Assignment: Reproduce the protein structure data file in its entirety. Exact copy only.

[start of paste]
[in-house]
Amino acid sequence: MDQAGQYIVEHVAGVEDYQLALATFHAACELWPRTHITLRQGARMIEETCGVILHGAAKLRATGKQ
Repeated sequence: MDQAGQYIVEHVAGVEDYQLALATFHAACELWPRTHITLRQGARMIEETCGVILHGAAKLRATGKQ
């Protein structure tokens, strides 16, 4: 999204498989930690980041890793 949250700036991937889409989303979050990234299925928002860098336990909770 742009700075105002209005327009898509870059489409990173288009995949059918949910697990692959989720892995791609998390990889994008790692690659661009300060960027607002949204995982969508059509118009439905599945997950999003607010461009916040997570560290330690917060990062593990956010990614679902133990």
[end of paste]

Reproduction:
[in-house]
Amino acid sequence: MDQAGQYIVEHVAGVEDYQLALATFHAACELWPRTHITLRQGARMIEETCGVILHGAAKLRATGKQ
Repeated sequence: MDQAGQYIVEHVAGVEDYQLALATFHAACELWPRTHITLRQGARMIEETCGVILHGAAKLRATGKQ
């Protein structure tokens, strides 16, 4: 999204498989930690980041890793 949250700036991937889409989303979050990234299925928002860098336990909770 742009700075105002209005327009898509870059489409990173288009995949059918949910697990692959989720892995791609998390990889994008790692690659661009300060960027607002949204995982969508059509118009439905599945997950999003607010461009916040997570560290330690917060990062593990956010990614679902133990």